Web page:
(This is distinct from the JVM that may be delivered with your server
platform as part of software with the operating system


this is your
‘default’ platform JDK)





So, if you suffer a problem with the JDK… who should you
approach?



(Granted, the JVM may be that of your hardware vendor…
but we have seen that the WebSphere JDK constitutes more than
just the JVM.)

13

IBM’s WebSphere Service


The JVM within WebSphere is a component of the WebSphere
product...



As you would address support issues of WebSphere to IBM, so to
should you address WebSphere JVM problems.



If you have encountered a defect with the JVM, IBM will supply you
with a replacement JDK to be installed with the WebSphere product
installers, much as occurs within product service refreshes.



(Rarely, we may supply support components with separate instructions that
do not employ the WebSphere product installers, but where possible we will
endeavour to use them.)

14

IBM’s Service Relationship with Sun


IBM, as licensees, have an engineering
-
engineering relationship
with Sun and their development teams developing Java, the
language and the Java runtimes


Much of the development contact occurs before the product ships


However, you may observe this interaction when delivering service on the JVM



Most interactions with Sun occur through Sun’s Partnering
organisation which delivers services for all licensees


Typically, the engineering
-
engineering contacts are indirect


However, where relevant, direct engineer
-
engineer interactions are organised



Such arrangements offset the effects of timezone differences and geographical
dislocations of the respective teams

15

Service Structures…


IBM Service Structure



L1 (e.g. Japan or UK)


In local geography, addresses
language/cultural issues of direct interaction to
ensure good communication


Limited product skills


L2 (e.g. WebSphere)


Product Specialists


Global teams, 24x7


L3 “Change Team” (e.g. JDK L3)


Technology or Product Component Specialists


On
-
site Service Support…


Field Service Engineers, SWAT Teams


Lab Services


IBM Global Services Consultants


Sun “Java” Service Structure



L1


Similar to IBM L1?




L2


Product Specialists, ‘product’ = JDK/JVM




“Sustaining Engineering”/L3


“Development Engineering”



On
-
site Support


Sun consultants

16

Differences between IBM and Sun JDKs


Today, there are an increasing set of differences although all JVMs
must meet the same specification of what constitutes executing Java



… so you may not be aware of the differences!



The Sun and IBM JVM code bases are divergent presently…


IBM’s “Sovereign” codebase had some similarity to the ‘Exact’ VM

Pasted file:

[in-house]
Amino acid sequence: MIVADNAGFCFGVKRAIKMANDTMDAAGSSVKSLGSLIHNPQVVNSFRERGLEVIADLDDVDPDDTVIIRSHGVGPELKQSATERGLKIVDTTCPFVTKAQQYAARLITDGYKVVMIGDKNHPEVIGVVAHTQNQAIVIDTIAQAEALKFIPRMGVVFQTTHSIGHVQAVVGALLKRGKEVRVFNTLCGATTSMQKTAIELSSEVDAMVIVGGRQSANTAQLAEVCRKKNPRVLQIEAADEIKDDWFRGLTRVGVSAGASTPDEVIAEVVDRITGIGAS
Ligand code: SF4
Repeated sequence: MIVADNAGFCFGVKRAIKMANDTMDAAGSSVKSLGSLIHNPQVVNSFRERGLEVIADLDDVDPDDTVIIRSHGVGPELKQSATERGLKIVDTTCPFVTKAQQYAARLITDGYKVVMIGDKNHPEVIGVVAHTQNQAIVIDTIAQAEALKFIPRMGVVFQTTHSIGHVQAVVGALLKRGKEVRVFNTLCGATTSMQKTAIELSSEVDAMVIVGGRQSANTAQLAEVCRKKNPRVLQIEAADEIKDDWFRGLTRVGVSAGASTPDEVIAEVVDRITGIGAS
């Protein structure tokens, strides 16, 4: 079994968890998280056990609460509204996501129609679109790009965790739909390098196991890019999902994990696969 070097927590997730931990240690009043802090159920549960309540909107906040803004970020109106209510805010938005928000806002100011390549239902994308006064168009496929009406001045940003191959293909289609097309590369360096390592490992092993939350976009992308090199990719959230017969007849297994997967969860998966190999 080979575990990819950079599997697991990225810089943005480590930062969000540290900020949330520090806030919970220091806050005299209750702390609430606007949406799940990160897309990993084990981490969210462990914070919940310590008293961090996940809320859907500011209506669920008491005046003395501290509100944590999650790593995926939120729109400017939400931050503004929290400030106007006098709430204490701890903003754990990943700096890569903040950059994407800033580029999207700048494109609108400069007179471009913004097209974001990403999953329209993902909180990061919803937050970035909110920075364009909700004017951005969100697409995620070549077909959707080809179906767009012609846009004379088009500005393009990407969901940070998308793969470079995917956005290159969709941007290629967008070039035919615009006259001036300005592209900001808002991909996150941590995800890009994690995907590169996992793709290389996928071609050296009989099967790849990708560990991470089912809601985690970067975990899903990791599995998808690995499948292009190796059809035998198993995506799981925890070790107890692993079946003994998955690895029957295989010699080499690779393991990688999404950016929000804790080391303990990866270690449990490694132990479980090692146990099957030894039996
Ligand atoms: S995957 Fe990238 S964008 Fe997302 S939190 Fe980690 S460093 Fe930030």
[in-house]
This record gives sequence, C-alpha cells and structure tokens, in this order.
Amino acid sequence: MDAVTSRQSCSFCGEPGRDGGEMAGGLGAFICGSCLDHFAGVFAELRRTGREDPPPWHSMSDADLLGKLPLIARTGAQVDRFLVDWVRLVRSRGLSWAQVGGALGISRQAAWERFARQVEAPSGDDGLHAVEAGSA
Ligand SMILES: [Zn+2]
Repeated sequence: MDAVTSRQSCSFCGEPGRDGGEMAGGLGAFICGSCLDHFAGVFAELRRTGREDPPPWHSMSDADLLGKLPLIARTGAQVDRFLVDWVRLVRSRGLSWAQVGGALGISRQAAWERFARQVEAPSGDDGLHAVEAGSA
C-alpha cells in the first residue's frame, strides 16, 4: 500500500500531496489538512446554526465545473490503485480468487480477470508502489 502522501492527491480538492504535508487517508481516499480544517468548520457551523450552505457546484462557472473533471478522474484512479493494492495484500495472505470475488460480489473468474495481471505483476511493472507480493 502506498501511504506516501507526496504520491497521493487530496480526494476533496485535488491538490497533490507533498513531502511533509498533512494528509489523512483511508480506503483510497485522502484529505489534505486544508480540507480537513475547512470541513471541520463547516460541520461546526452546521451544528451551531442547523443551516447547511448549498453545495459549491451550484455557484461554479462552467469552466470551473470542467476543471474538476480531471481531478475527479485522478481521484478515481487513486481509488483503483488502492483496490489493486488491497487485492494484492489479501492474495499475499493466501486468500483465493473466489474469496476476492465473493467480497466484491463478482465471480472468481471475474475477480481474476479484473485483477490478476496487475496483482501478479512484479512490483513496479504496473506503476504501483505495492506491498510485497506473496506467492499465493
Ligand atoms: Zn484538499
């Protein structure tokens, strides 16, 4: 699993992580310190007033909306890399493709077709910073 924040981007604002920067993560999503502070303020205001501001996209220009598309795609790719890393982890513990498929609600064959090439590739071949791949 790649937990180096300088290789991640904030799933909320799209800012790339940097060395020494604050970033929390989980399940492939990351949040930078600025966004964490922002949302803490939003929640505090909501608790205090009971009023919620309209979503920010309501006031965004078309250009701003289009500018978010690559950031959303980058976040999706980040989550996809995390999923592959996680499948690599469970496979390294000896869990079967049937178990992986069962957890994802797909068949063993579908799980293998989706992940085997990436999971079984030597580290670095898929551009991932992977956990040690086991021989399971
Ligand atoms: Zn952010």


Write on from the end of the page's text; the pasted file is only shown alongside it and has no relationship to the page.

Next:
“Sovereign” has continued to implement 1.3.
x

and 1.4.
x

JVMs



Sun have developed the ‘Hotspot’ JVM and its componentry


For example,


Whilst ‘Hotspot’ is ill
-
defined it includes a re
-
optimising JIT;


IBM JVMs have long shipped with a re
-
optimising JIT (not the same JITs).



You might consider asking further questions on specific differences?


17

Other Differences….

Storage Architecture &Garbage Collection


Significant differences in the storage architectures:



Sun’s 1.2.2 JDK used Semi
-
spaces


Sun’s ‘Hotspot’ JDK dropped semi
-
spaces for a ‘generational’
arrangement: Permanent, Old/Tenured and Young Generations



IBM JDKs have employed a single contiguous heap region with non
-
dedicated regions including nursery and ‘wilderness’



Sun and IBM have collected the Java heap with Incremental and
Mark
-
Sweep
-
Compact collectors (default, conservative); Sun added
generational collection at ‘Hotspot’


Major differences between what parallelism or concurrency possible.

18

Future: 5.0 (‘Tiger’), 6.0 (‘Mustang’) and Beyond!


Java 5.0


Sun GA’ed 5.0 ‘Tiger’ in 2005;


Latest production service release: 1.5.0_06 (Sun intend no 1.5.1!)


IBM GA’s shortly (Advanced Beta program’s in progress)


In use at IBM’s SWG Development Teams


Available with WebSphere v6.1 later in 2006



Java 6.0


Sun actively developing the ‘Mustang’ release (expected 2006)


Early
-
access releases available to licensees, including IBM’s engineering teams.


Work on IBM’s 6.0 JDKs already begun



Beyond Java 6.0


Being specified… IBM contributing to the future of Java

19

Summary


Covered brief, recent history of WebSphere versions and their JDK



Discussed the motivating reason for production of the ‘Hybrid’ JDK:


Changing scope of what constitutes the JDK brings into the JDK ‘core’ the set of
components previously delivering ‘value
-
add’ function



Discussed the servicing arrangements of IBM WebSphere JDKs,
and the specific arrangement we have with Sun (or HP)



Briefly discussed the areas of major difference… further questions?



Futures

Discussion or Questions?